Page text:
Economic liberalization in post‐communist Central and Eastern Europe is paying off. Per capita incomes in that region are growing faster than those in Western Europe. The fact that the new poorer EU members are catching up with the old is a tribute to the power of the market. The reforms in the new EU countries are not over, but their success should serve as an example to the moribund economies of France, Germany and Italy.
The Economic Freedom of the World: 2005 Annual Report, which is copublished by the Fraser Institute in Canada and the Cato Institute, measures economic freedom in 127 countries around the world. Countries are rated on a scale from 0 to 10, with a higher number signifying a greater degree of economic freedom. According to the just‐released report, the old 15 members of the EU saw a slight increase in their economic freedom, from 7.2 in 1995 to 7.4 in 2003. Compounded average annual economic growth in the EU-15 was 2.55 percent over that period.
Economic freedom in the eight Central and Eastern European (CEE) members of the EU increased notably from 5.4 in 1995 to 6.8 in 2003. Their economic growth rate averaged 4.62 percent per year between 1995 and 2003. The star pupil continues to be Estonia, which rose from the 75th place in 1995 to ninth place in 2003 and retained its position as the freest country of the former Soviet bloc. Between 1995 and 2003, the new eight EU members saw their purchasing power adjusted per capita incomes rise by 44 percent. Incomes in the old 15 EU members rose by 26 percent. The “old” and the “new” EU members are converging.
Though economic freedom in Western Europe remains slightly higher than in CEE, rapid transition from a completely state‐controlled economy to the market spurred higher economic growth in CEE, as theory would predict. The more constrained an economy, the faster it grows once constraints are removed.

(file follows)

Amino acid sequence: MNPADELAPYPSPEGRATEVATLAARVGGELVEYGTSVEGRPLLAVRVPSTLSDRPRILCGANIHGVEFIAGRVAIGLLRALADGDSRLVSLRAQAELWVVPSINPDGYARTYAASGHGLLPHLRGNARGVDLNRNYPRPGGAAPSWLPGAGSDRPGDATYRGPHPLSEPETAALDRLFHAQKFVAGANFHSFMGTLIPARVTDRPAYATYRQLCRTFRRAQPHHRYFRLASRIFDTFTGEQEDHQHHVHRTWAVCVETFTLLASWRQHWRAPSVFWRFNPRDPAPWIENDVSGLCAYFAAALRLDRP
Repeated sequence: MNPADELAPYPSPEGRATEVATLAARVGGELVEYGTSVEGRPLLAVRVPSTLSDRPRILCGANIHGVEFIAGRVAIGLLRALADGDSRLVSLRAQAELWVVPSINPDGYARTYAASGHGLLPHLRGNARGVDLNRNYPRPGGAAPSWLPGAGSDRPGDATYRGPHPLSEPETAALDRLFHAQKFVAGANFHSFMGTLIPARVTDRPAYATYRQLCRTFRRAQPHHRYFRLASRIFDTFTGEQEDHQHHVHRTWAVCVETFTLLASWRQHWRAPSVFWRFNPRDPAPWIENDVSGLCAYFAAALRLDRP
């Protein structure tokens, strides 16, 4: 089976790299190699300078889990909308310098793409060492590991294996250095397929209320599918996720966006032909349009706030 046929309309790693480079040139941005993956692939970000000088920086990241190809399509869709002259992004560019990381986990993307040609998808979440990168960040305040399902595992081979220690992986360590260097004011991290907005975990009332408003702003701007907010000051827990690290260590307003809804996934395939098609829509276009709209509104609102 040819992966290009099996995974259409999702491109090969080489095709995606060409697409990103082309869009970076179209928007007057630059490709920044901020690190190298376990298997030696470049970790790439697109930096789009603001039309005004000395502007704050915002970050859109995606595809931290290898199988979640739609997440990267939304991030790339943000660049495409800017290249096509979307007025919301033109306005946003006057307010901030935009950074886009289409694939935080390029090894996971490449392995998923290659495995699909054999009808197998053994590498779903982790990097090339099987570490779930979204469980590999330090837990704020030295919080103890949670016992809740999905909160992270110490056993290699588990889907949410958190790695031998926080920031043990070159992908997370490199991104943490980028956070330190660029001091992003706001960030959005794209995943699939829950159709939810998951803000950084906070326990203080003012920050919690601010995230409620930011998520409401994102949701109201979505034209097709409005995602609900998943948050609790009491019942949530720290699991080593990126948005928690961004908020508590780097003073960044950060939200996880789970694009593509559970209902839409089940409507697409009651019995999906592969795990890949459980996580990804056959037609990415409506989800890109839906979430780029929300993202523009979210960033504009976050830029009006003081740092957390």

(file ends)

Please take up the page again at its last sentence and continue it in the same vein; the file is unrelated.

Estonia provides an excellent example of economic liberalization followed by fast economic growth and rising incomes. Estonia began to liberalize at the end of 1992. The government eliminated import tariffs and instituted a flat income tax. Corporate taxes on reinvested profits fell to zero. To arrest inflation, the government established a currency board. State enterprises were privatized. As was the case with all former communist countries, initially the Estonian economy went into a recession as many inefficient firms folded. By 1995, however, the economy was growing again. Between 1995 and 2003, Estonian GDP per capita grew at a rate of 6.6 percent. During that period, Estonian purchasing power adjusted per capita income rose by 78 percent.
What is true of post‐communist countries also applies to Western Europe. In 1987, the Irish government began the process of economic liberalization. Taxes and spending were reduced. The standard tax rate on income fell from 35 percent in 1989 to 22 percent in 2001. The top marginal tax rate fell from 65 percent in 1985 to 44 percent in 2001. The corporate tax rate fell from 40 percent in 1996 to 12.5 percent in 2003. In 1999, Ireland’s tax revenue was 31 percent of GDP. A comparable figure in the pre‐enlargement EU was 46 percent. Ireland’s economic freedom ranking rose from the 22nd place in 1985 to eighth place in 2003. Its economy grew at a compounded average annual rate of 6 percent between 1987 and 2003. During that period, Irish purchasing power adjusted per capita income rose by 88 percent. In 1987, Ireland was, after Portugal, the poorest country in Western Europe. In 2003, Ireland was, after Luxembourg, the richest country in the EU.
In contrast, economic freedom in France, Germany and Italy has declined in recent years. Between 1995 and 2003, French, German and Italian growth rates were 1.7 percent, 1.2 percent and 1.6 percent respectively. Their respective per capita incomes increased only by 14 percent, 9 percent and 11 percent over that period. The French and Italians will hold their elections next year, while the people of Germany will choose their new leaders this week. As they head to the polls, Germans should recognize that growth is preconditioned by economic freedom. After all, it was Germany that under Ludwig Erhardt’s leadership blazed the way to post‐war economic liberalization — an event that brought about a period of unprecedented prosperity throughout Western Europe.